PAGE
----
An unhappy triad (or terrible triad, "horrible triangle", O'Donoghue's triad or a "blown knee") is an injury to the anterior cruciate ligament, medial collateral ligament, and the meniscus. The triad refers to a complete or partial tear of the anterior cruciate ligament, medial collateral ligament, and the meniscus. Originally the "unhappy triad" included the medial meniscus and not the lateral meniscus. However, during the 1990s, analysis indicated that the 'classic' O'Donoghue triad is actually an unusual clinical entity among athletes with knee injuries. In this type of injury, acute tears of the medial meniscus always present with a concomitant lateral meniscus injury. However, the lateral meniscus tears are far more common than medial meniscus tears in sprains of the ACL.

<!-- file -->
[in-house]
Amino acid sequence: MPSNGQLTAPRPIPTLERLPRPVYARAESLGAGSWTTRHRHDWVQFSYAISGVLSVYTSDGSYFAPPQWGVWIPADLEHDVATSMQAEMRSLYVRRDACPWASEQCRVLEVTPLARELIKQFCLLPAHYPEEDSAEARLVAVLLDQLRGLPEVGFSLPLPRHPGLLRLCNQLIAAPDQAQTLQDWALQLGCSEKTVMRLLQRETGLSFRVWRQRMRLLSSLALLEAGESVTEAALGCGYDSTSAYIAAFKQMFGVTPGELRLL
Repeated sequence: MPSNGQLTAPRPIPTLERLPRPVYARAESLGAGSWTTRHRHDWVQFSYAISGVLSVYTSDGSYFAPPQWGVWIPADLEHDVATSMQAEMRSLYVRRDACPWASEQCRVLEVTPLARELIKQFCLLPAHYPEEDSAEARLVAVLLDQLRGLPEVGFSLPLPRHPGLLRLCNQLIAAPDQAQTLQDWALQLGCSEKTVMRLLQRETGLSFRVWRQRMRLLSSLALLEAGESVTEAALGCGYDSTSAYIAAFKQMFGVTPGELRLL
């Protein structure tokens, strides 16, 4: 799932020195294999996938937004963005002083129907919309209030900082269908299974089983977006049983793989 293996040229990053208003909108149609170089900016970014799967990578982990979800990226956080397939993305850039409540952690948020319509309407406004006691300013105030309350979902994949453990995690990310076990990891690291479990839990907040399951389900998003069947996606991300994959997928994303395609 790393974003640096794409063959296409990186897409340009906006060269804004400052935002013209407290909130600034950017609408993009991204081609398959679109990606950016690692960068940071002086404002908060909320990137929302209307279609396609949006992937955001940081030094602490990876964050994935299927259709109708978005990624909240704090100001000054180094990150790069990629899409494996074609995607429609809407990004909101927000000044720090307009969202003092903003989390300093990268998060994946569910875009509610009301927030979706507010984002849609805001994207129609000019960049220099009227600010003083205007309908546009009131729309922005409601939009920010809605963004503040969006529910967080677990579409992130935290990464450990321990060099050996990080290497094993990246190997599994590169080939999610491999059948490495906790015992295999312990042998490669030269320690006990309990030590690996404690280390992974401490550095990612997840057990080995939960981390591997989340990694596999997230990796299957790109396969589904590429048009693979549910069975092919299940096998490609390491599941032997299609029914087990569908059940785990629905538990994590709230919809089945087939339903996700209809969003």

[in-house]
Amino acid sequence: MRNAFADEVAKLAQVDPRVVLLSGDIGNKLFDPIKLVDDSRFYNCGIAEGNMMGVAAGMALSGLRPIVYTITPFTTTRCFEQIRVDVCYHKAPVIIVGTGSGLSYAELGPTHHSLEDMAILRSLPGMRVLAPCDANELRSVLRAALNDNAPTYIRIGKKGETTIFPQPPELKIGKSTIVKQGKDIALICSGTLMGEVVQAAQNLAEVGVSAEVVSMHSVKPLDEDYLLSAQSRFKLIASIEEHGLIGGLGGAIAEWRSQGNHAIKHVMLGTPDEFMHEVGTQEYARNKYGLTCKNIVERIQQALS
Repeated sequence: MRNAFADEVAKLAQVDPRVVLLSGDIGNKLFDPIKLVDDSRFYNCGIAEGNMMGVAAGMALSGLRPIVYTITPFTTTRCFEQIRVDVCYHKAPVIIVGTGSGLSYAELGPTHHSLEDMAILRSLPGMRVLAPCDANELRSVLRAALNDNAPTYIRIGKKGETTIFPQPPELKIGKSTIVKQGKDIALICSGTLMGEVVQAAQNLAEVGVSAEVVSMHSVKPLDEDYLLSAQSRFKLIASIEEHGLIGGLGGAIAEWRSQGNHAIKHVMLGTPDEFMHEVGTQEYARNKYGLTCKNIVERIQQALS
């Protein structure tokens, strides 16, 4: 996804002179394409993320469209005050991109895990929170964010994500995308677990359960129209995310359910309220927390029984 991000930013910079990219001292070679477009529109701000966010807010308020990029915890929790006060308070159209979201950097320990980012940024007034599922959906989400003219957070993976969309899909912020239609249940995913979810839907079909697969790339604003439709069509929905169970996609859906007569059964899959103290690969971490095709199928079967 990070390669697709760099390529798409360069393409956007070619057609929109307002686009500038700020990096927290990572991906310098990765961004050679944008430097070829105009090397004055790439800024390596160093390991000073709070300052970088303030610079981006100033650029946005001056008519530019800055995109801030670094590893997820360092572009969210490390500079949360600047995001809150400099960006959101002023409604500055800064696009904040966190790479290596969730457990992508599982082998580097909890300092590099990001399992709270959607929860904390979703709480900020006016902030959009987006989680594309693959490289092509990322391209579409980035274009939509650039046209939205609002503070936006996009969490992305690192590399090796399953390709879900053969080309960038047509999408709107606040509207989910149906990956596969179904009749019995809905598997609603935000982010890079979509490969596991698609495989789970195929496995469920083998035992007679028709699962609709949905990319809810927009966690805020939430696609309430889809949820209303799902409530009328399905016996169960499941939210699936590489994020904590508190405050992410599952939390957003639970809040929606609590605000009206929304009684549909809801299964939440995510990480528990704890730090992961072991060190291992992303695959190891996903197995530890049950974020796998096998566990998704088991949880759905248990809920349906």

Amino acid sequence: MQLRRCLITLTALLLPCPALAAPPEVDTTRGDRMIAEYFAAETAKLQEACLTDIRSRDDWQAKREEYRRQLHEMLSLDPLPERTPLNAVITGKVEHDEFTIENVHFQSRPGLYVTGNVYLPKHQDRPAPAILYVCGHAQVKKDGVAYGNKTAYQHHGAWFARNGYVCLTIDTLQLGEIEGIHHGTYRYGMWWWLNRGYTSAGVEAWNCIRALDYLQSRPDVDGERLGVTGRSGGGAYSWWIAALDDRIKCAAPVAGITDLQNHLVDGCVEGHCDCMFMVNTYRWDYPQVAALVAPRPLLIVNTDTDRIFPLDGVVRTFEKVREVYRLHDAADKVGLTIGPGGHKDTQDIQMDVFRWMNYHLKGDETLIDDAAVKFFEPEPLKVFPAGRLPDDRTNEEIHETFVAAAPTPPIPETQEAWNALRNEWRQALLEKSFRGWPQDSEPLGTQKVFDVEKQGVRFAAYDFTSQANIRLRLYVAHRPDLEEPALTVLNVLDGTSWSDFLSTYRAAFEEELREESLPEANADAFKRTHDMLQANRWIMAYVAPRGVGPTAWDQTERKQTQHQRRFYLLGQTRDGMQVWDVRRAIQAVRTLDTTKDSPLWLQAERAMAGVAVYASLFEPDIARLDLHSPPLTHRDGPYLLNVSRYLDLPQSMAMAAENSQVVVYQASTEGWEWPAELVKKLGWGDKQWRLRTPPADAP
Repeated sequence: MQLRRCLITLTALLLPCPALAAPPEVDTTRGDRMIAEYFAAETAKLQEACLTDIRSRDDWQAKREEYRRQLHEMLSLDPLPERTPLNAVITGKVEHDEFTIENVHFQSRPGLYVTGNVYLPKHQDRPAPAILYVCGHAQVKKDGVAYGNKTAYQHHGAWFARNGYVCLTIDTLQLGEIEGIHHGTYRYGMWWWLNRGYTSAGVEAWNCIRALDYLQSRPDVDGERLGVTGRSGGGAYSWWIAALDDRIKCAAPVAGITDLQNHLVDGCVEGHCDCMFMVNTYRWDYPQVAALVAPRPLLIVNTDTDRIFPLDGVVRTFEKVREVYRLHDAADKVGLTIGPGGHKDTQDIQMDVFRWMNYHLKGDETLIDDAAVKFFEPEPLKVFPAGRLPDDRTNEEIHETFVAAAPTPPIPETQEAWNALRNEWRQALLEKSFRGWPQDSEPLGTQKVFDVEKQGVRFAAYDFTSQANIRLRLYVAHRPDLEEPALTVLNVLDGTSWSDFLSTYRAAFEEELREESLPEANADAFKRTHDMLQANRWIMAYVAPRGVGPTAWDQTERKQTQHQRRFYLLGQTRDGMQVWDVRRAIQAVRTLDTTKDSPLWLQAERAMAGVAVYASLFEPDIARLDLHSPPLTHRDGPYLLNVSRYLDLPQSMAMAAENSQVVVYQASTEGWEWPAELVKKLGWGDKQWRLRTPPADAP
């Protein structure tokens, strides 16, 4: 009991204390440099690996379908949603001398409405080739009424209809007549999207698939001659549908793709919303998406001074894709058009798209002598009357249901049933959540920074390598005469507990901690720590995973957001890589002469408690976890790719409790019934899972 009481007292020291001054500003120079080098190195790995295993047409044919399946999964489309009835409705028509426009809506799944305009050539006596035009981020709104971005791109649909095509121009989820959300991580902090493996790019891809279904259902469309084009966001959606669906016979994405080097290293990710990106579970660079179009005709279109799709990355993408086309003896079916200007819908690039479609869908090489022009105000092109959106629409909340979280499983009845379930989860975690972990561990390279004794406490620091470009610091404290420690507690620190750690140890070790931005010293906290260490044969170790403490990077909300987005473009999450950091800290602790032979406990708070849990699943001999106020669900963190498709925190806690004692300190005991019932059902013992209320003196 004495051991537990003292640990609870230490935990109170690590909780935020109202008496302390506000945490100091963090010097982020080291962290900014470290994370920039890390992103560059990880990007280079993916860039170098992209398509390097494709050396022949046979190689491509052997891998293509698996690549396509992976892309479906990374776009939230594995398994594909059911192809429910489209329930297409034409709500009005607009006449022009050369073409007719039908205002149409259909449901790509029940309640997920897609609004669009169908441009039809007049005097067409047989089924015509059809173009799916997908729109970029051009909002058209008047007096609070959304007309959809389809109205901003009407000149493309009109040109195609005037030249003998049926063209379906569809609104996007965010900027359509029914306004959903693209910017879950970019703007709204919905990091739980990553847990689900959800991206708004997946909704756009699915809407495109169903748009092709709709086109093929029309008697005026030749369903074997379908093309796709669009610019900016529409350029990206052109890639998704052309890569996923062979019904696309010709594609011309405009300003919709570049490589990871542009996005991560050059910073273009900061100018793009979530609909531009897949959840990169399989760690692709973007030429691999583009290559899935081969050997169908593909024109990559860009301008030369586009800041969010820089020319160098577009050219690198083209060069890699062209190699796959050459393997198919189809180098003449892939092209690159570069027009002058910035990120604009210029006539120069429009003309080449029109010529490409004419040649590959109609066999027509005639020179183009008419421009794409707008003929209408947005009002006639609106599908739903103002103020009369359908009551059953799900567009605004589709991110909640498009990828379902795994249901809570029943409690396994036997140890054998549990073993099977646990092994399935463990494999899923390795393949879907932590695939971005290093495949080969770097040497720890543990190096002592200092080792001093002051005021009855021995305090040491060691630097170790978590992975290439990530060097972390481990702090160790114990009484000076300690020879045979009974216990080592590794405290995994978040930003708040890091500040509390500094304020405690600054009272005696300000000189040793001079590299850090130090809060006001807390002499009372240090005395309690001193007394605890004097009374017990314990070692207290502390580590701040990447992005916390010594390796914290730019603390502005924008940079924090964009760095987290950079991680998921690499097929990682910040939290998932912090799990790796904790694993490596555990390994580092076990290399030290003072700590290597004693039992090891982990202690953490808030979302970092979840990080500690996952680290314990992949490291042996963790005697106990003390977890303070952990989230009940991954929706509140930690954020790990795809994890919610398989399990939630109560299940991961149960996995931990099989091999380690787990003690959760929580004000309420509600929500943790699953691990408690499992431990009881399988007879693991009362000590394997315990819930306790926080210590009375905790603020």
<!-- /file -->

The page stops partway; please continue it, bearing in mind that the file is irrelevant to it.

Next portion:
In journalism, a human interest story is a feature story that discusses a person or people in an emotional way. It presents people and their problems, concerns, or achievements in a way that brings about interest, sympathy or motivation in the reader or viewer.
Human interest stories may be "the story behind the story" about an event, organization, or otherwise faceless historical happening, such as about the life of an individual soldier during wartime, an interview with a survivor of a natural disaster, a random act of kindness or profile of someone known for a career achievement.